Garrido, M. (2013). The sense of place behind segregating practices: An ethnographic approach to the symbolic partitioning of Metro Manila. Social Forces, 91(4), 1343–1362.
The literature on cities in the developing world equates segregation with the proliferations of enclaves and slums and tends to overlook how the people associated with those places are further segregated in public spaces and enclaves. To account for the symbolic partitioning of Metro Manila, I document the segregating practices of the residents of enclaves (villagers) and slums (squatters). These practices reveal a well-developed sense of place on both sides, a commitment to the relative status positioning of the two groups as expressed through their separation in space. A sense of place explains why squatters and villagers engage in segregating practices. It also enables us to identify other spatial practices that conform to or challenge its logic. Integrating practices are largely consistent with a sense of place, while desegregating practices challenge it and may set up or advance contentious situations. By using this approach we are better able to understand how class patterns of residential segregation are extended to encompass virtually all urban spaces where class interaction occurs.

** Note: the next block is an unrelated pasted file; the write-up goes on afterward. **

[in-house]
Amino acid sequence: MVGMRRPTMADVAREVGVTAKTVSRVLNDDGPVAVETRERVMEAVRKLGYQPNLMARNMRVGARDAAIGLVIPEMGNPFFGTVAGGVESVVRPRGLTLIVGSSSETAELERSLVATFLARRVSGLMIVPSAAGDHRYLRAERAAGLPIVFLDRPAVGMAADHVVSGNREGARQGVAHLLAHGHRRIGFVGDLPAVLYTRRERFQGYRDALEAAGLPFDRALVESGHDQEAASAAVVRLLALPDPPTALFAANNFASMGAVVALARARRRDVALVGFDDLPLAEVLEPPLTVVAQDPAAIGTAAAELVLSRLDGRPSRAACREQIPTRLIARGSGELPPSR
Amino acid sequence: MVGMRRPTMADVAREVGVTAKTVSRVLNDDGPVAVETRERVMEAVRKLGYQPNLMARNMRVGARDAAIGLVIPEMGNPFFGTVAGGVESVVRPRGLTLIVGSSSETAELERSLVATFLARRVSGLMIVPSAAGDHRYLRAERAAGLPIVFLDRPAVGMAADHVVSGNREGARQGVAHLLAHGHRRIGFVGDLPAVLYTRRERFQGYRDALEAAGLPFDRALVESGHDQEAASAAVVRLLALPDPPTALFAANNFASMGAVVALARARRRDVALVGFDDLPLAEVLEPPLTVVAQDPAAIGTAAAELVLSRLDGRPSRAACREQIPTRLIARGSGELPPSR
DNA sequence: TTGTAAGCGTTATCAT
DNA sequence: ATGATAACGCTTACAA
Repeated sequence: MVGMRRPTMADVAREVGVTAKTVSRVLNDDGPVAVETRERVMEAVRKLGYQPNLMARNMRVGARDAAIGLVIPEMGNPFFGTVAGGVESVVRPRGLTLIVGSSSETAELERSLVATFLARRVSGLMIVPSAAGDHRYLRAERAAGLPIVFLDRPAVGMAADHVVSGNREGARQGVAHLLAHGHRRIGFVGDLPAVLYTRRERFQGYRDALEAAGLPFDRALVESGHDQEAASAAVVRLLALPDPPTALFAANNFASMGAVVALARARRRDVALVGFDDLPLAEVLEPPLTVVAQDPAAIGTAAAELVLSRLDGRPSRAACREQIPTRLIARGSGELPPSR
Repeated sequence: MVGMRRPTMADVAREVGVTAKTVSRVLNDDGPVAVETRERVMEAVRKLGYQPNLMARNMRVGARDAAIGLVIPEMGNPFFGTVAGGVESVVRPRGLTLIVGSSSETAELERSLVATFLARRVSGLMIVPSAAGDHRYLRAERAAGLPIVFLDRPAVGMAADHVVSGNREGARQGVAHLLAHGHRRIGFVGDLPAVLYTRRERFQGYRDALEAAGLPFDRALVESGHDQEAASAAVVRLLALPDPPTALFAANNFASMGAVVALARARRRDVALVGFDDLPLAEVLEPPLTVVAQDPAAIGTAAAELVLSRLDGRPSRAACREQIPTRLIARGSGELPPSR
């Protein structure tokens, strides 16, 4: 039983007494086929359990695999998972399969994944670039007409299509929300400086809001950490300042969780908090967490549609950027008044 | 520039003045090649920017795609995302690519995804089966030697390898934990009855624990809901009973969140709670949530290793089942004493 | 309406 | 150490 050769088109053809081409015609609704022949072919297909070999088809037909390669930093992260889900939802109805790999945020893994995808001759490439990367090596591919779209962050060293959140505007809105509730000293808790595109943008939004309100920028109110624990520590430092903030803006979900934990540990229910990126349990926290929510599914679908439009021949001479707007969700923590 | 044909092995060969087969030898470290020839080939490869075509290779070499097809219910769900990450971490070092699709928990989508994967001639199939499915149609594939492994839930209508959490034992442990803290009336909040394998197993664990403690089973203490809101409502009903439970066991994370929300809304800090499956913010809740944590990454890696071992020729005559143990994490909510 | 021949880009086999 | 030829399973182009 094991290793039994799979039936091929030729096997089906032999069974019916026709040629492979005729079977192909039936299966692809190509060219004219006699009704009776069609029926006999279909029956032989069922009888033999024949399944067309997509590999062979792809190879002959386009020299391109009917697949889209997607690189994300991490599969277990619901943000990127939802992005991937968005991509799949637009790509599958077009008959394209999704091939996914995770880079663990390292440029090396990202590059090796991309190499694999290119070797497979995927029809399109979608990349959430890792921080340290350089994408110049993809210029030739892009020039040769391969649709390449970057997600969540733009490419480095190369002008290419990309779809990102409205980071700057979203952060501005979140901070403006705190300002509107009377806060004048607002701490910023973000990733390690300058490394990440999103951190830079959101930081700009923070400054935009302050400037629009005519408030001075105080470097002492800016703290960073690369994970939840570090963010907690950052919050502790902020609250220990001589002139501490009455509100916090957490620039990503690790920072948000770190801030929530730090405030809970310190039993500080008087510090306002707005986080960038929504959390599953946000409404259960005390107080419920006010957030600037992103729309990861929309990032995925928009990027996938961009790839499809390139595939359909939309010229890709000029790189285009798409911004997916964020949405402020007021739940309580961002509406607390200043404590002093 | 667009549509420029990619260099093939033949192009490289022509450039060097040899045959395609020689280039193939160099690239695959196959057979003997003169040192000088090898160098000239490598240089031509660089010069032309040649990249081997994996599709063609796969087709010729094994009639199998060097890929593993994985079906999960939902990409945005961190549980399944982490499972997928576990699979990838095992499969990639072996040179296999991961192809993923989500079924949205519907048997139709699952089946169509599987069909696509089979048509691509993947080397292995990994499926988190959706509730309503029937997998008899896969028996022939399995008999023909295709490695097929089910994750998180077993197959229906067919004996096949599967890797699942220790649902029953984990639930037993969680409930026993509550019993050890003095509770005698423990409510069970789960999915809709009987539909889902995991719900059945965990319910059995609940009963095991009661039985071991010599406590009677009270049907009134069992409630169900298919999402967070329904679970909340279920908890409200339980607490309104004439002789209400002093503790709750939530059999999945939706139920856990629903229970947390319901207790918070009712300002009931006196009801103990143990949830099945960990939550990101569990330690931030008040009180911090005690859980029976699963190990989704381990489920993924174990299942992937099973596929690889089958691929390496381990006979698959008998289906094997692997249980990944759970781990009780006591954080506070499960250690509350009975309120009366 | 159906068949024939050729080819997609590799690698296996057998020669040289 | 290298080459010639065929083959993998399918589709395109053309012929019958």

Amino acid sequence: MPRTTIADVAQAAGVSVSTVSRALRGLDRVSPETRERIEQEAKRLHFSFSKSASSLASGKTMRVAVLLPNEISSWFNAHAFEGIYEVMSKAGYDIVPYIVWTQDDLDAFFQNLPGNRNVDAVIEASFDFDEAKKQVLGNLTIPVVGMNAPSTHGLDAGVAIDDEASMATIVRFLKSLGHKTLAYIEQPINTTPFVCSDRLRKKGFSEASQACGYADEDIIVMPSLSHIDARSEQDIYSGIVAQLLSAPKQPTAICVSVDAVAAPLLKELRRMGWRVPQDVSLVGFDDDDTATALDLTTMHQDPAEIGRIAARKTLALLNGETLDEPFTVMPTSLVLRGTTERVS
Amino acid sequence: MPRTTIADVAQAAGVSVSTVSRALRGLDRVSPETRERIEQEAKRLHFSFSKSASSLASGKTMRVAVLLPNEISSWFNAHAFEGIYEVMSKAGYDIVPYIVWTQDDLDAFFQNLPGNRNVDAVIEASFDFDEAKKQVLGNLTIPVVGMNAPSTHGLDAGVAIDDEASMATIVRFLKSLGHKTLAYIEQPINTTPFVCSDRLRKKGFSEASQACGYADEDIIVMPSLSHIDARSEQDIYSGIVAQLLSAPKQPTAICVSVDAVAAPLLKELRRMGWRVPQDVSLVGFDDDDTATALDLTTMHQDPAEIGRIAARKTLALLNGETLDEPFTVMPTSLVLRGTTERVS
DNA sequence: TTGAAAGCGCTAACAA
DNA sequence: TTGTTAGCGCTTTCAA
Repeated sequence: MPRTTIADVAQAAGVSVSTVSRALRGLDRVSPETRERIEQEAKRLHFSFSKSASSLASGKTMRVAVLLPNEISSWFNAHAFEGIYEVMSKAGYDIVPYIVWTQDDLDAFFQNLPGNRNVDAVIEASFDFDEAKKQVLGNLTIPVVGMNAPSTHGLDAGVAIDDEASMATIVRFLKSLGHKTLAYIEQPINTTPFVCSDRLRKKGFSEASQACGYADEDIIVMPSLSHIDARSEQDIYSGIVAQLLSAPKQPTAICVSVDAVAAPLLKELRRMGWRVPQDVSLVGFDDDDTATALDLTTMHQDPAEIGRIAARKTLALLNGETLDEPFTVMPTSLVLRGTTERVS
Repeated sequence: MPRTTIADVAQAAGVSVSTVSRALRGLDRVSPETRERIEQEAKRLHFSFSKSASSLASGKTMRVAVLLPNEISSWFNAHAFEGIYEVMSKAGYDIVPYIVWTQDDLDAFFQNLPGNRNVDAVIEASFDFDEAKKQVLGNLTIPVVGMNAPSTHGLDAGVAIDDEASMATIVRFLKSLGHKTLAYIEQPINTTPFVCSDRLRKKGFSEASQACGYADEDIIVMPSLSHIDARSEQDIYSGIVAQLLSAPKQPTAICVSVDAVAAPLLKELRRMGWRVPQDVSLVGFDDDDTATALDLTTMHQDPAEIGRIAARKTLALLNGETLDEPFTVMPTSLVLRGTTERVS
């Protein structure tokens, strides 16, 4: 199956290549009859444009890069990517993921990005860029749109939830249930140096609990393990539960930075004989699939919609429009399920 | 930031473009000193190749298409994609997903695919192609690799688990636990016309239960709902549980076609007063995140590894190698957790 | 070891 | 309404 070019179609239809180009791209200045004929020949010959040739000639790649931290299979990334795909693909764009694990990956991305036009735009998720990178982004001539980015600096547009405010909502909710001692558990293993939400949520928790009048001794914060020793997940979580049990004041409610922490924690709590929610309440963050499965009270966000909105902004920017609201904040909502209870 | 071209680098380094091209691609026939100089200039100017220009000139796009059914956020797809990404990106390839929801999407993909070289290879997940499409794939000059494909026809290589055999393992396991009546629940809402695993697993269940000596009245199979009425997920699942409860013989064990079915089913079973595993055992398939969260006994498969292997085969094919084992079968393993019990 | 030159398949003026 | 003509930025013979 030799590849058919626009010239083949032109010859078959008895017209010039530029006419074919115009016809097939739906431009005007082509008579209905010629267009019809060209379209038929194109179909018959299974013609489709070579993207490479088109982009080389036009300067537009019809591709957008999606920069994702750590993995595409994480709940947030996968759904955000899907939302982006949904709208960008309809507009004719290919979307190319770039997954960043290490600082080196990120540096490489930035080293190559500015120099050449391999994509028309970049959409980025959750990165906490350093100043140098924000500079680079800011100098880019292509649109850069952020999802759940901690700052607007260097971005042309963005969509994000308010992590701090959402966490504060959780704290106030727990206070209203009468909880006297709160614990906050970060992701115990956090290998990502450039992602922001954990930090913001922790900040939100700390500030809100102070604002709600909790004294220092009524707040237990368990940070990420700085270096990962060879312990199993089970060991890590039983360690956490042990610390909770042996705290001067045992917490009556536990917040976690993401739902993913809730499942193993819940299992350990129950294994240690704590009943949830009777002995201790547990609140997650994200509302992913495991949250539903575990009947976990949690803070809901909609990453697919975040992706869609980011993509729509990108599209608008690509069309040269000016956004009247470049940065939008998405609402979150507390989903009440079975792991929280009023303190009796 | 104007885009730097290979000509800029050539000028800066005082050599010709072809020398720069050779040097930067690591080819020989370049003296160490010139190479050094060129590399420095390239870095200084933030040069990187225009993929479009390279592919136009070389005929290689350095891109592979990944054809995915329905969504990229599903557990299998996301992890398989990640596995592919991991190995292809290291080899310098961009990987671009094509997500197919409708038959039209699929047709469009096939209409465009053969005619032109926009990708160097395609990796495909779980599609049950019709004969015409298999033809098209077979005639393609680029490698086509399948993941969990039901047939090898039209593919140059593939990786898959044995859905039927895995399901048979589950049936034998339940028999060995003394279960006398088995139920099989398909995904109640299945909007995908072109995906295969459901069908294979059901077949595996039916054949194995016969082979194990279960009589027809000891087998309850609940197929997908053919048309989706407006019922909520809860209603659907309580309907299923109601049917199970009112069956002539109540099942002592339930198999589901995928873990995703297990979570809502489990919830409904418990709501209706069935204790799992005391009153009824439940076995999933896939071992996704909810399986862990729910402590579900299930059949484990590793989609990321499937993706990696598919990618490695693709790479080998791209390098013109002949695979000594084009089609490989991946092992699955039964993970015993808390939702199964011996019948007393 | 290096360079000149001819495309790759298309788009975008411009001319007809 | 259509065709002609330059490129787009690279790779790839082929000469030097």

The author finds that residents' sense of place significantly regulates interaction across class in all spaces, regardless of the availability of public space. The author found different types of segregating practices among residents. Villagers of gated neighborhoods use exclusion and circumscription to keep squatters out of certain spaces and contained to certain areas, while squatters used avoidance. These segregating practices were observed in the restricted use of interior spaces for hired maids, the segregation of church services, the quarantined housing of refugees, and the segregation of Halloween celebration. Villagers' sense of place was based on a perception of superiority and intrinsic difference, proprietary claims on resources, and a fear of crime, while squatters' sense of place was one of inferiority. Most of the interaction observed was defined by class status and place stigma.
Description of method used in the article
The author conducted one year of participant observation in two households of gated neighborhoods and in-depth interviews with residents of gated neighborhoods and slums (n = 189). These methods built on two and a half years of research in Manila.
Of some practical use if combined with other research